The East Australian Current (EAC) transports warm water from the tropics southward along the east coast of Australia. The current becomes unstable and forms a series of mesoscale eddies, particularly between 31-33S where it strengthens and separates from the coast before turning eastward, forming the eddy-rich Tasman Front. The EAC is one of the most dynamic oceanic regions on the planet making its circulation very difficult to predict.

Numerical ocean models use an initial estimate of the ocean state, and step discretised equations of motion forward in time given applied atmospheric forcing, to provide an estimate of the ocean state over time. Errors in ocean modelling can arise from uncertainties in initial conditions, model forcings, and imperfect representations of the ocean dynamics by the discretised physical equations used.

The mesoscale ocean circulation is highly sensitive to the initial state and data assimilation techniques are used to adjust the initial conditions such that the resulting model estimate provides an optimum representation of available ocean observations. We have combined an array of ocean observations (e.g satellite derived SSH and SST, profiling floats, in situ moorings, ocean gliders) with a numerical model using data assimilation to generate an estimate of the 3-dimensional ocean state over a 2-year period in the EAC region. This estimate applies corrections to the ocean model initial conditions every 4 days so as to provide an optimised representation of the true ocean state as measured by the observations over each 4-day window.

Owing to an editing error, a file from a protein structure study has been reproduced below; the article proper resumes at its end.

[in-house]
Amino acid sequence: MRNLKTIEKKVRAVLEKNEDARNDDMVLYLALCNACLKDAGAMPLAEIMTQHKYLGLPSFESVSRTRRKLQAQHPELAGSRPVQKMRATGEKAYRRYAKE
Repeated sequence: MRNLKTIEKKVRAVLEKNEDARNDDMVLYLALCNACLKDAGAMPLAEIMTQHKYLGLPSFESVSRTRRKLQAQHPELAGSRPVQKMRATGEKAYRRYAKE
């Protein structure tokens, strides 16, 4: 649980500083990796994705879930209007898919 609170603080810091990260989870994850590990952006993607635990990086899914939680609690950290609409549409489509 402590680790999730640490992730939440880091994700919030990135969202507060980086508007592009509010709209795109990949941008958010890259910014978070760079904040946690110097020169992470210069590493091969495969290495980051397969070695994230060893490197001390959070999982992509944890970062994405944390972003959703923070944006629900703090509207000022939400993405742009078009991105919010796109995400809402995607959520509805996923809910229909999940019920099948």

The student will analyse the adjustments made to the initial conditions (sea surface height, ocean temperature and current velocities) to understand where the corrections are being made. Biases, variability and Empirical Orthogonal Function analysis, showing the dominant modes of variability, of the initial condition adjustments will provide insight into inherent errors in the model configuration or forcing.

Skills in Matlab or other data analysis programs are desirable.

Figure: Snapshot of Sea Surface Height from the combined model-observations ocean state estimate (currents move around the high and low regions, analogous to winds around high and low atmospheric pressure systems)

 

Using a momentum balance to understand key drivers in the East Australian Current circulation from a numerical model combined with real ocean observations

Supervisors: Dr. Colette Kerry and A/ Prof. Moninya Roughan

The East Australian Current (EAC) transports warm water from the tropics southward along the east coast of Australia. The current strengthens and separates from the coast between 31-33S before turning eastward, forming the Tasman Front. This acceleration and separation off of central NSW results in episodic upwelling of nutrient-rich slope water onto the continental shelf and the formation of large warm- and cold-core eddies. The current has a significant impact on the weather and climate of the most densely populated region of the country and its associated coastal upwelling and eddy entrainment is a major driver of biological productivity in an otherwise nutrient-devoid system.